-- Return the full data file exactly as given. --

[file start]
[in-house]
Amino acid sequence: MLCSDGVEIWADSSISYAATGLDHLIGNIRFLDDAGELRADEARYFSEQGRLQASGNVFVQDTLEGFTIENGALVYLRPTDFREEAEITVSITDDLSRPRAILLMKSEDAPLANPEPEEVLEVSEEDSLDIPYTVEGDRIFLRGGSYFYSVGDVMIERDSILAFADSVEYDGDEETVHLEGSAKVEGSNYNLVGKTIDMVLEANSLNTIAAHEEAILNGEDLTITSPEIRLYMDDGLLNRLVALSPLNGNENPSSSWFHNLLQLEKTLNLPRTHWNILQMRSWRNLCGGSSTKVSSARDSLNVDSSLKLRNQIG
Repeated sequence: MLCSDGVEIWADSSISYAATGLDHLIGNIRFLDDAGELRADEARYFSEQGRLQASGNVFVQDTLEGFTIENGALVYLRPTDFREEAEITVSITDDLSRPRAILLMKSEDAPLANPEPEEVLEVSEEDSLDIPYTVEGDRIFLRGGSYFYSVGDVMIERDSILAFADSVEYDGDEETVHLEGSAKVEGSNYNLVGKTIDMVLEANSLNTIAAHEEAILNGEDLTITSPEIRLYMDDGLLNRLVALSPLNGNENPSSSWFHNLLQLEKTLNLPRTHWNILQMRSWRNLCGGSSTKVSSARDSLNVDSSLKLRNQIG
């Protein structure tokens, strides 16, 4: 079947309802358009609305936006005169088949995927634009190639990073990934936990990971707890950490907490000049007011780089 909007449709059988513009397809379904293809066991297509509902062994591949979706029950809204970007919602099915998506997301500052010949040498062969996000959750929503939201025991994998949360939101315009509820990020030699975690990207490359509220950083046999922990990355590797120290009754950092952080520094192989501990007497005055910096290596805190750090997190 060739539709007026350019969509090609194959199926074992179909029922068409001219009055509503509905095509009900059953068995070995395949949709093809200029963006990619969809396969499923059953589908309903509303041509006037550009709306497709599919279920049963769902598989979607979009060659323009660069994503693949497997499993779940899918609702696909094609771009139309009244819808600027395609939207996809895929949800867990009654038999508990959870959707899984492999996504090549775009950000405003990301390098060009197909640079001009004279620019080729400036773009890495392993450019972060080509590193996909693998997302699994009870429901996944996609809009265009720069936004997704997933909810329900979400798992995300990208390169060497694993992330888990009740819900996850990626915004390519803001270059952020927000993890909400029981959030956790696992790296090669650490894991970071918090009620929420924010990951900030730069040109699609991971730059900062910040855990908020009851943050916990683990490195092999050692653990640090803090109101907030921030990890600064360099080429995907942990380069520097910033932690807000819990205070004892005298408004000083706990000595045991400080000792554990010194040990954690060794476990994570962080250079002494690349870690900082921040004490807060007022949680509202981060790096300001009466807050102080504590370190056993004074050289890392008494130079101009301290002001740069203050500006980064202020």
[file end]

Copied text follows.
[in-house]
Amino acid sequence: MLCSDGVEIWADSSISYAATGLDHLIGNIRFLDDAGELRADEARYFSEQGRLQASGNVFVQDTLEGFTIENGALVYLRPTDFREEAEITVSITDDLSRPRAILLMKSEDAPLANPEPEEVLEVSEEDSLDIPYTVEGDRIFLRGGSYFYSVGDVMIERDSILAFADSVEYDGDEETVHLEGSAKVEGSNYNLVGKTIDMVLEANSLNTIAAHEEAILNGEDLTITSPEIRLYMDDGLLNRLVALSPLNGNENPSSSWFHNLLQLEKTLNLPRTHWNILQMRSWRNLCGGSSTKVSSARDSLNVDSSLKLRNQIG
Repeated sequence: MLCSDGVEIWADSSISYAATGLDHLIGNIRFLDDAGELRADEARYFSEQGRLQASGNVFVQDTLEGFTIENGALVYLRPTDFREEAEITVSITDDLSRPRAILLMKSEDAPLANPEPEEVLEVSEEDSLDIPYTVEGDRIFLRGGSYFYSVGDVMIERDSILAFADSVEYDGDEETVHLEGSAKVEGSNYNLVGKTIDMVLEANSLNTIAAHEEAILNGEDLTITSPEIRLYMDDGLLNRLVALSPLNGNENPSSSWFHNLLQLEKTLNLPRTHWNILQMRSWRNLCGGSSTKVSSARDSLNVDSSLKLRNQIG
């Protein structure tokens, strides 16, 4: 079947309802358009609305936006005169088949995927634009190639990073990934936990990971707890950490907490000049007011780089 909007449709059988513009397809379904293809066991297509509902062994591949979706029950809204970007919602099915998506997301500052010949040498062969996000959750929503939201025991994998949360939101315009509820990020030699975690990207490359509220950083046999922990990355590797120290009754950092952080520094192989501990007497005055910096290596805190750090997190 060739539709007026350019969509090609194959199926074992179909029922068409001219009055509503509905095509009900059953068995070995395949949709093809200029963006990619969809396969499923059953589908309903509303041509006037550009709306497709599919279920049963769902598989979607979009060659323009660069994503693949497997499993779940899918609702696909094609771009139309009244819808600027395609939207996809895929949800867990009654038999508990959870959707899984492999996504090549775009950000405003990301390098060009197909640079001009004279620019080729400036773009890495392993450019972060080509590193996909693998997302699994009870429901996944996609809009265009720069936004997704997933909810329900979400798992995300990208390169060497694993992330888990009740819900996850990626915004390519803001270059952020927000993890909400029981959030956790696992790296090669650490894991970071918090009620929420924010990951900030730069040109699609991971730059900062910040855990908020009851943050916990683990490195092999050692653990640090803090109101907030921030990890600064360099080429995907942990380069520097910033932690807000819990205070004892005298408004000083706990000595045991400080000792554990010194040990954690060794476990994570962080250079002494690349870690900082921040004490807060007022949680509202981060790096300001009466807050102080504590370190056993004074050289890392008494130079101009301290002001740069203050500006980064202020």